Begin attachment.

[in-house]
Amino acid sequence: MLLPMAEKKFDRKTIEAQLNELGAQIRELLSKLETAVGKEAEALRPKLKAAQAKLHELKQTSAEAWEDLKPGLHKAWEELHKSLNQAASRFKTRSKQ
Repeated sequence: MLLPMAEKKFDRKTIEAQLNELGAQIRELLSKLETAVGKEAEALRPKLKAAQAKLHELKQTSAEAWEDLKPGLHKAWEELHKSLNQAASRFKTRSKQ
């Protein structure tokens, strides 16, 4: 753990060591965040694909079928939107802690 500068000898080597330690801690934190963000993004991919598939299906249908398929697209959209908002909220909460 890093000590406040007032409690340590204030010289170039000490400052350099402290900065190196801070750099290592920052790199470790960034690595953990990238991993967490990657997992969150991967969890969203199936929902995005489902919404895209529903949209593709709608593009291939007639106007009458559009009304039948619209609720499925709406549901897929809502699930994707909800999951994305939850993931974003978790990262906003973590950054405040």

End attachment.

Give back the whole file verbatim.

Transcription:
[in-house]
Amino acid sequence: MLLPMAEKKFDRKTIEAQLNELGAQIRELLSKLETAVGKEAEALRPKLKAAQAKLHELKQTSAEAWEDLKPGLHKAWEELHKSLNQAASRFKTRSKQ
Repeated sequence: MLLPMAEKKFDRKTIEAQLNELGAQIRELLSKLETAVGKEAEALRPKLKAAQAKLHELKQTSAEAWEDLKPGLHKAWEELHKSLNQAASRFKTRSKQ
């Protein structure tokens, strides 16, 4: 753990060591965040694909079928939107802690 500068000898080597330690801690934190963000993004991919598939299906249908398929697209959209908002909220909460 890093000590406040007032409690340590204030010289170039000490400052350099402290900065190196801070750099290592920052790199470790960034690595953990990238991993967490990657997992969150991967969890969203199936929902995005489902919404895209529903949209593709709608593009291939007639106007009458559009009304039948619209609720499925709406549901897929809502699930994707909800999951994305939850993931974003978790990262906003973590950054405040």